Scientists Plan Major Research Program to Understand Earth’s Most Dangerous Hazards

The four-storey apartment block is split in two with both sides showing major damage.
An apartment building in Chile after a magnitude 8.8 earthquake in 2010. Scientists at The University of Texas at Austin have joined a multinational effort to better understand tectonic hotspots (called subduction zones) that caused this and similarly powerful earthquakes, tsunamis and volcanic eruptions around the world. Credit: hdur/FlickR

The University of Texas at Austin has joined leading scientists on a bold new effort to understand Earth’s largest earthquakes and volcanic eruptions.

The plans were detailed in a new report published Nov. 7 with the backing of 55 universities.

2022 SZ4D Implementation Plan
Cover of the SZ4D Implementation Plan which details how the scientific community intends to make major advances in understanding subduction zone hazards. Credit: Subduction Zones in Four Dimensions (SZ4D)

Demian Saffer, the director of the University of Texas Institute for Geophysics (UTIG) and one of the report’s many architects, said the initiative marked the start of a long-term, multinational effort to make hazard forecasting a reality at subduction zones, where the collision of tectonic plates increase the risk of earthquakes and other extreme seismic hazards.

“Our report [published today] shapes the future of fundamental science that underpins hazards posed by earthquakes, volcanoes, and landslides, through a major, multi-decadal scale program to address these grand challenges,” he said.

Named Subduction Zones in Four Dimensions (SZ4D), the initiative seeks to install massive arrays of undersea instruments aimed directly at earthquake hotspots in Chile, Alaska and the Pacific Northwest. Data from the instruments will give scientists a never-before-seen picture of Earth’s inner workings and help scientists create a new generation of predictive computer models.

Earthquakes, tsunamis and volcanic eruptions have caused catastrophic devastation throughout human history. Despite their potential to disrupt society, the science behind where and when they occur remains a mystery. The new report details scientific research priorities that can help solve the mystery, beginning with large-scale instrumentation at subduction zones in Chile and the U.S.

According to Emily Brodsky, a professor of Earth and planetary sciences at the University of California, Santa Cruz and chair of the SZ4D steering committee, the Chilean subduction zone is the primary target because it is the most geologically active of the three earthquake hotspots. The report recommends deploying instruments at all three sites, but most of the efforts are planned for Chile, which will host 70% of the instrumentation.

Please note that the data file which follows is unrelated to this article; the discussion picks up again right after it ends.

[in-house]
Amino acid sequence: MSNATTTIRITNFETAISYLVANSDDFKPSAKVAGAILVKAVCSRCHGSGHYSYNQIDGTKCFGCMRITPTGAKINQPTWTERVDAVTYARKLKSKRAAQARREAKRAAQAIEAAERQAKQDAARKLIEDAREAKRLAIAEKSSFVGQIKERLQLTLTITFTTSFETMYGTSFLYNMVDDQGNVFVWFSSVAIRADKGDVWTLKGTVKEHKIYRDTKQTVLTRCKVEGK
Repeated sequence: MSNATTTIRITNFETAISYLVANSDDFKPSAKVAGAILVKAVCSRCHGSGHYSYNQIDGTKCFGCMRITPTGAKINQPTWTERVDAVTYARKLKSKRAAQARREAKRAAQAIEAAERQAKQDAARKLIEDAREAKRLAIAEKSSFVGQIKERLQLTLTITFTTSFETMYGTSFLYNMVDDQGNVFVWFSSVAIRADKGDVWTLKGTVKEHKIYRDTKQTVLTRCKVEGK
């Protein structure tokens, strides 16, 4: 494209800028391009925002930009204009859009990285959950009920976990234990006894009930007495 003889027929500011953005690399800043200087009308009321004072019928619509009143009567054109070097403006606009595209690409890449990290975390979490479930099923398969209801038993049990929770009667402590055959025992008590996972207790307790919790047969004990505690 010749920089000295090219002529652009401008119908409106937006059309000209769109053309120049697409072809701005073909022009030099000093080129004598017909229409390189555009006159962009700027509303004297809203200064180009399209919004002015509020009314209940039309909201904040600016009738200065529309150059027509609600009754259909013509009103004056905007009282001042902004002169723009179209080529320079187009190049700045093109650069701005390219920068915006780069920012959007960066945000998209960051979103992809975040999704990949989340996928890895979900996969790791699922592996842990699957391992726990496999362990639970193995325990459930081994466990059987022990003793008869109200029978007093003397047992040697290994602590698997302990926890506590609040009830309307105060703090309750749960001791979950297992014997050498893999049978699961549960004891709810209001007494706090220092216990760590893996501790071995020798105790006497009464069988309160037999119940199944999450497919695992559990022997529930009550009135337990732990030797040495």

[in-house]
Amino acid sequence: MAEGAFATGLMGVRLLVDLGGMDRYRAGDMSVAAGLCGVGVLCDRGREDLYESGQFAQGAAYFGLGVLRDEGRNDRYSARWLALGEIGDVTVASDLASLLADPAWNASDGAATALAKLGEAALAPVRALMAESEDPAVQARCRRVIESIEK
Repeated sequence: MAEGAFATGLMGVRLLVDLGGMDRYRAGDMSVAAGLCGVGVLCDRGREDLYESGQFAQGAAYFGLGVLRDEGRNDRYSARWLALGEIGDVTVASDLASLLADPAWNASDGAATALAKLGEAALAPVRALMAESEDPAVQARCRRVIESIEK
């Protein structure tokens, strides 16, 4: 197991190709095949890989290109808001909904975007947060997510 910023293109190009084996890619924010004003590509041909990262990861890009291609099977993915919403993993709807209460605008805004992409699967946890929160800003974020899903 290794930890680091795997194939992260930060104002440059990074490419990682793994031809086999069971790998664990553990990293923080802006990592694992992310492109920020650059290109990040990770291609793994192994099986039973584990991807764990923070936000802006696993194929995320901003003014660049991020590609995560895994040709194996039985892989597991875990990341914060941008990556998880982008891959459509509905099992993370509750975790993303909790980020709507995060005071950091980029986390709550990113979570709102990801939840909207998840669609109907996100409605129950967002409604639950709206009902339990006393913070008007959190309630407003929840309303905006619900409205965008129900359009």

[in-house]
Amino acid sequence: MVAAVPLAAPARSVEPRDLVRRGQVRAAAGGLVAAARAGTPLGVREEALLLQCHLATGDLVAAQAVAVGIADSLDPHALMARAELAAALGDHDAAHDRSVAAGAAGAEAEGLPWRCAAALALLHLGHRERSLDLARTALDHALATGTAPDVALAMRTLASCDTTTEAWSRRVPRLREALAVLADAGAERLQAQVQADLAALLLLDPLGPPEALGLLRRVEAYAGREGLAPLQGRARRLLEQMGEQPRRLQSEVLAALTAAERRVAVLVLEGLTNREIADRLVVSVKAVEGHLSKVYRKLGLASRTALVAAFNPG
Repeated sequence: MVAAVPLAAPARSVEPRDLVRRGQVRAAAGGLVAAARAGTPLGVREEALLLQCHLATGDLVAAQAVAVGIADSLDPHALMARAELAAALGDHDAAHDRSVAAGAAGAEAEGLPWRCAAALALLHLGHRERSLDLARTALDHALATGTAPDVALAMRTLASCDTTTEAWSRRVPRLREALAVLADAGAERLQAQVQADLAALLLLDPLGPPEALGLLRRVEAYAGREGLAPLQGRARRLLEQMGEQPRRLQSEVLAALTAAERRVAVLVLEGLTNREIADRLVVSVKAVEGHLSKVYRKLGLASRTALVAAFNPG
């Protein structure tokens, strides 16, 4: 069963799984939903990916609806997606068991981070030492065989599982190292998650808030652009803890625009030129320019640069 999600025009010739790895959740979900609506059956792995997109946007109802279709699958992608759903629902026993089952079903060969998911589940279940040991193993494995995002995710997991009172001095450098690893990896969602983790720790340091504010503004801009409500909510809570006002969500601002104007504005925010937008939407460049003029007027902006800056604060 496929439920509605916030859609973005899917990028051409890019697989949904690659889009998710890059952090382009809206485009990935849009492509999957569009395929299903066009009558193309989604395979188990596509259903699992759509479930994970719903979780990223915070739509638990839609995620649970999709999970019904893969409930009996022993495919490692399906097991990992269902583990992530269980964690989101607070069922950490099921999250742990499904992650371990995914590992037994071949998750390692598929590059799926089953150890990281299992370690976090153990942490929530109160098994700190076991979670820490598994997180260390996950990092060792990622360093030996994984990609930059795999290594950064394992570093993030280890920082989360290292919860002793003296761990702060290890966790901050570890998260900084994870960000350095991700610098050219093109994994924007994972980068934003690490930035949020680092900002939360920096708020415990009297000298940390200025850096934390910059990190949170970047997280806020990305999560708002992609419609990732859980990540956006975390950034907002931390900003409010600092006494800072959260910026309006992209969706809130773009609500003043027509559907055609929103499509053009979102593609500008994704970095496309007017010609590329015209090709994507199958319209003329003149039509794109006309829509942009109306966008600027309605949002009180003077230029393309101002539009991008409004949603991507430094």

“We want to be able to translate what we learn in Chile to Cascadia and Alaska,” Brodsky said.

The SZ4D initiative has already begun building partnerships with Chilean scientists and international groups studying the subduction zone there.

The cutaway diagram shows the oceanic plate bending into earth's interior where it meets the continental plate. The figure also shows volcanoes emerging inland powered by hot magma rising from the subduction zone.
A subduction zone is created when tectonic plates converge, with one sinking into the Earth’s mantle. The slow-motion collision creates earthquakes, volcanic eruptions and landslides. Credit: Katy Cain/Carnegie Institution for Science

In addition to instrument arrays, the report calls for researchers to study the sites’ geologic background, conduct laboratory experiments, and build computational models that integrate field observations and laboratory data.

According to Thorsten Becker, a professor at UT Austin’s Jackson School of Geosciences, major scientific advances in understanding subduction zone hazards could yield tangible benefits for communities in the affected regions. This includes possible forecasts of large earthquakes, volcanic eruptions, and landslides.

“We may never know exactly when the next big earthquake or eruption will happen, but the more we learn about these systems the closer we can get to building physics-based models that can quantify the degree to which these events are inherently predictable,” said Becker, who led the planning for SZ4D’s computational modeling component (the Modeling Collaboratory for Subduction) over the past two years.

Through the efforts of Becker, Saffer and a growing number of researchers and students at the Jackson School and its UTIG research unit, UT Austin is poised to play a key role in shaping the SZ4D initiative and the future of earthquake research.

The SZ4D initiative is organized into three working groups: Landscapes and Seascapes, Faulting and Earthquake Cycles, and Magmatic Drivers of Eruption. It also has two integrative groups: Building Equity and Capacity in Geoscience and Modeling Collaboratory for Subduction. The initiative includes 74 people from 55 universities and institutions. The next SZ4D community meeting will be held November 14 -16 in Houston.

Additional information is available on the SZ4D website at

For more information, contact: Anton Caputo, Jackson School of Geosciences, 210-602-2085; Constantino Panagopulos, University of Texas Institute for Geophysics, 512-574-7376.

Read UC Santa Cruz’s press release announcing the report.